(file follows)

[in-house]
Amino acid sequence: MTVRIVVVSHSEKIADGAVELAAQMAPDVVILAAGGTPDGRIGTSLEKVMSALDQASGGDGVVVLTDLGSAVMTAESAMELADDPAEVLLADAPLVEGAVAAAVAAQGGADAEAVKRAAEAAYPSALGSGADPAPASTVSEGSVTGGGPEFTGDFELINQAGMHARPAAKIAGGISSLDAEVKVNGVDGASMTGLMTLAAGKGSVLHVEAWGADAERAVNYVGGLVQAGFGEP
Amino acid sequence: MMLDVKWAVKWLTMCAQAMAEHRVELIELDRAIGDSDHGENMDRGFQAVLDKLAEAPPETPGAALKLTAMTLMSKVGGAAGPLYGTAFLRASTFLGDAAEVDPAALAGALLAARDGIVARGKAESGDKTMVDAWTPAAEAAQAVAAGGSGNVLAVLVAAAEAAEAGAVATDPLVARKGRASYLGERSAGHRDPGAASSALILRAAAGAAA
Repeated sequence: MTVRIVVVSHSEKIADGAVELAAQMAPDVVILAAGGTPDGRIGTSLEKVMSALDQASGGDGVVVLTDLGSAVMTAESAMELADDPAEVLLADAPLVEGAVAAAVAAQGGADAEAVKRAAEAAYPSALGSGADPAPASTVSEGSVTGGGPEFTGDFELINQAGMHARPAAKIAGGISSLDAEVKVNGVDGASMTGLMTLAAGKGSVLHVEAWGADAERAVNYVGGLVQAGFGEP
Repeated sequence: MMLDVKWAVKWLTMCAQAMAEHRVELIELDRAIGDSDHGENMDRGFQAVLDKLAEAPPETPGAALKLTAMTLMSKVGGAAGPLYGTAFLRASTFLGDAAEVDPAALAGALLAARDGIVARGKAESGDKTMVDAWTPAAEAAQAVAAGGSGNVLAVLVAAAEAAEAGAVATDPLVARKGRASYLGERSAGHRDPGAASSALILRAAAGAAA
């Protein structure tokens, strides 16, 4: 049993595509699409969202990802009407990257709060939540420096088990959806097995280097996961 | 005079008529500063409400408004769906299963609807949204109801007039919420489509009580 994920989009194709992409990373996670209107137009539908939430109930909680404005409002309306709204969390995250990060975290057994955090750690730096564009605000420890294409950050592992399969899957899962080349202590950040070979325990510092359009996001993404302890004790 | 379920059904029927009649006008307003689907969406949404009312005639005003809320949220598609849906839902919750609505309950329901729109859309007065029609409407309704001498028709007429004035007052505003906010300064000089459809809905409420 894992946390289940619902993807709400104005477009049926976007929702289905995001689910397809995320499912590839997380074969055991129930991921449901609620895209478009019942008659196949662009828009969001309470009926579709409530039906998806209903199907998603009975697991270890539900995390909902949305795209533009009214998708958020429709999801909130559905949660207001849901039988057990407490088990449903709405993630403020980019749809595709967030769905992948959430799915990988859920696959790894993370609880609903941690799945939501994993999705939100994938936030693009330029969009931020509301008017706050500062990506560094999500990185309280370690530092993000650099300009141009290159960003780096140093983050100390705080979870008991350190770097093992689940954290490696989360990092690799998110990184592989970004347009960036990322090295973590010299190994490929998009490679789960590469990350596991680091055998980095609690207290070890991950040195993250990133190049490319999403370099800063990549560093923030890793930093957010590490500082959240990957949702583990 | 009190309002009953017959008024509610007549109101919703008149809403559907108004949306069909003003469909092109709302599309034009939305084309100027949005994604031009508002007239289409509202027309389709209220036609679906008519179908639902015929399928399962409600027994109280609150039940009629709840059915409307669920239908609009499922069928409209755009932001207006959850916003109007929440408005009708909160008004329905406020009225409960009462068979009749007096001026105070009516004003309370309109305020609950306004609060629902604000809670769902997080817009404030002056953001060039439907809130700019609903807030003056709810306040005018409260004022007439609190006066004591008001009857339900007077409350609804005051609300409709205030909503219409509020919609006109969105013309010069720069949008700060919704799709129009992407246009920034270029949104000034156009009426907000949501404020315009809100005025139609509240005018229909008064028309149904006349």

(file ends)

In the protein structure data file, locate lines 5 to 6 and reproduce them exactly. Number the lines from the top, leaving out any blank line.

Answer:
Repeated sequence: MMLDVKWAVKWLTMCAQAMAEHRVELIELDRAIGDSDHGENMDRGFQAVLDKLAEAPPETPGAALKLTAMTLMSKVGGAAGPLYGTAFLRASTFLGDAAEVDPAALAGALLAARDGIVARGKAESGDKTMVDAWTPAAEAAQAVAAGGSGNVLAVLVAAAEAAEAGAVATDPLVARKGRASYLGERSAGHRDPGAASSALILRAAAGAAA
């Protein structure tokens, strides 16, 4: 049993595509699409969202990802009407990257709060939540420096088990959806097995280097996961 | 005079008529500063409400408004769906299963609807949204109801007039919420489509009580 994920989009194709992409990373996670209107137009539908939430109930909680404005409002309306709204969390995250990060975290057994955090750690730096564009605000420890294409950050592992399969899957899962080349202590950040070979325990510092359009996001993404302890004790 | 379920059904029927009649006008307003689907969406949404009312005639005003809320949220598609849906839902919750609505309950329901729109859309007065029609409407309704001498028709007429004035007052505003906010300064000089459809809905409420 894992946390289940619902993807709400104005477009049926976007929702289905995001689910397809995320499912590839997380074969055991129930991921449901609620895209478009019942008659196949662009828009969001309470009926579709409530039906998806209903199907998603009975697991270890539900995390909902949305795209533009009214998708958020429709999801909130559905949660207001849901039988057990407490088990449903709405993630403020980019749809595709967030769905992948959430799915990988859920696959790894993370609880609903941690799945939501994993999705939100994938936030693009330029969009931020509301008017706050500062990506560094999500990185309280370690530092993000650099300009141009290159960003780096140093983050100390705080979870008991350190770097093992689940954290490696989360990092690799998110990184592989970004347009960036990322090295973590010299190994490929998009490679789960590469990350596991680091055998980095609690207290070890991950040195993250990133190049490319999403370099800063990549560093923030890793930093957010590490500082959240990957949702583990 | 009190309002009953017959008024509610007549109101919703008149809403559907108004949306069909003003469909092109709302599309034009939305084309100027949005994604031009508002007239289409509202027309389709209220036609679906008519179908639902015929399928399962409600027994109280609150039940009629709840059915409307669920239908609009499922069928409209755009932001207006959850916003109007929440408005009708909160008004329905406020009225409960009462068979009749007096001026105070009516004003309370309109305020609950306004609060629902604000809670769902997080817009404030002056953001060039439907809130700019609903807030003056709810306040005018409260004022007439609190006066004591008001009857339900007077409350609804005051609300409709205030909503219409509020919609006109969105013309010069720069949008700060919704799709129009992407246009920034270029949104000034156009009426907000949501404020315009809100005025139609509240005018229909008064028309149904006349």